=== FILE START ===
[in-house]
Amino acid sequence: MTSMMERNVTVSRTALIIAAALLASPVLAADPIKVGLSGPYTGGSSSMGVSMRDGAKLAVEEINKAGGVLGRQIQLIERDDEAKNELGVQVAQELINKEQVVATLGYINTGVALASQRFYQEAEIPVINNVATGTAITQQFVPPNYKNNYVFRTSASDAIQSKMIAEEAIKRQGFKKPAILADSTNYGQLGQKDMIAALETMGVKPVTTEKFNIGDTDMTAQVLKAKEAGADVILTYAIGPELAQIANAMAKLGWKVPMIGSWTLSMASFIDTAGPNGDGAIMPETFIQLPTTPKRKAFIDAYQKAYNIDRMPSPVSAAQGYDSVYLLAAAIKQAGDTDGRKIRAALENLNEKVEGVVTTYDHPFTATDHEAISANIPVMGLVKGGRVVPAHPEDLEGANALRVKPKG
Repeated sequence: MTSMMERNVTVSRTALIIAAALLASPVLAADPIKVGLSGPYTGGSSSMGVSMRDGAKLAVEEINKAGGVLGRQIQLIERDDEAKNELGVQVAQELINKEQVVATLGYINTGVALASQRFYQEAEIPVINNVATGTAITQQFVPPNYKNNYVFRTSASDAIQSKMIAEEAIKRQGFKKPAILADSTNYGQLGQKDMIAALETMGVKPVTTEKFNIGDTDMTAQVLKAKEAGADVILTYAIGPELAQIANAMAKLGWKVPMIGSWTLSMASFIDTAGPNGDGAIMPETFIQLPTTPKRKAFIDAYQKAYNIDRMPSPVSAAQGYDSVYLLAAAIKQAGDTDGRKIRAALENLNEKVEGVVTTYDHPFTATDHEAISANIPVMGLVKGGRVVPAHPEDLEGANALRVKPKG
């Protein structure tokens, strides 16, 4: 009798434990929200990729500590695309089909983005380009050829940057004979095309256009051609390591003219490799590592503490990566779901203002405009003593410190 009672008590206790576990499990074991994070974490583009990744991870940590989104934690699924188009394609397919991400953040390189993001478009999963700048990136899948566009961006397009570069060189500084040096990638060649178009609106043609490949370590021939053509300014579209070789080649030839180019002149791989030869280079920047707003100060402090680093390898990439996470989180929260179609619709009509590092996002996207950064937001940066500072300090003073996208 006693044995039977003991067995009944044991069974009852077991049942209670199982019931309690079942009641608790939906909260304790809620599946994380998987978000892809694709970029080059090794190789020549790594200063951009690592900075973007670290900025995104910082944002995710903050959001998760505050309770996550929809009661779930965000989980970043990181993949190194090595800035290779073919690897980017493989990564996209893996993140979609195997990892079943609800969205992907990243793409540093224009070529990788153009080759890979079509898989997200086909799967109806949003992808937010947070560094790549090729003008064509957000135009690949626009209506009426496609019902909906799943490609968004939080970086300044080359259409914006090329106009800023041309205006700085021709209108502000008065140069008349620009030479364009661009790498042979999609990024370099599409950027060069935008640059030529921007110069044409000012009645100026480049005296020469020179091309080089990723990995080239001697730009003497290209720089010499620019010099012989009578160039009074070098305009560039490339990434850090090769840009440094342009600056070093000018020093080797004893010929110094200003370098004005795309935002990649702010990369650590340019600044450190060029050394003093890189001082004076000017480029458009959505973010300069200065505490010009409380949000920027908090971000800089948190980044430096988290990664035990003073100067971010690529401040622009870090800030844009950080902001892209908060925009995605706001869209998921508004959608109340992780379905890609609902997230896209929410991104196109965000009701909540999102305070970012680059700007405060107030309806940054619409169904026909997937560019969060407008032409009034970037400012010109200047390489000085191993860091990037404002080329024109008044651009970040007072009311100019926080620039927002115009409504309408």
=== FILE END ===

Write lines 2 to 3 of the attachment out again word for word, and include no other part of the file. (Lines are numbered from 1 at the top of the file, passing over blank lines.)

Amino acid sequence: MTSMMERNVTVSRTALIIAAALLASPVLAADPIKVGLSGPYTGGSSSMGVSMRDGAKLAVEEINKAGGVLGRQIQLIERDDEAKNELGVQVAQELINKEQVVATLGYINTGVALASQRFYQEAEIPVINNVATGTAITQQFVPPNYKNNYVFRTSASDAIQSKMIAEEAIKRQGFKKPAILADSTNYGQLGQKDMIAALETMGVKPVTTEKFNIGDTDMTAQVLKAKEAGADVILTYAIGPELAQIANAMAKLGWKVPMIGSWTLSMASFIDTAGPNGDGAIMPETFIQLPTTPKRKAFIDAYQKAYNIDRMPSPVSAAQGYDSVYLLAAAIKQAGDTDGRKIRAALENLNEKVEGVVTTYDHPFTATDHEAISANIPVMGLVKGGRVVPAHPEDLEGANALRVKPKG
Repeated sequence: MTSMMERNVTVSRTALIIAAALLASPVLAADPIKVGLSGPYTGGSSSMGVSMRDGAKLAVEEINKAGGVLGRQIQLIERDDEAKNELGVQVAQELINKEQVVATLGYINTGVALASQRFYQEAEIPVINNVATGTAITQQFVPPNYKNNYVFRTSASDAIQSKMIAEEAIKRQGFKKPAILADSTNYGQLGQKDMIAALETMGVKPVTTEKFNIGDTDMTAQVLKAKEAGADVILTYAIGPELAQIANAMAKLGWKVPMIGSWTLSMASFIDTAGPNGDGAIMPETFIQLPTTPKRKAFIDAYQKAYNIDRMPSPVSAAQGYDSVYLLAAAIKQAGDTDGRKIRAALENLNEKVEGVVTTYDHPFTATDHEAISANIPVMGLVKGGRVVPAHPEDLEGANALRVKPKG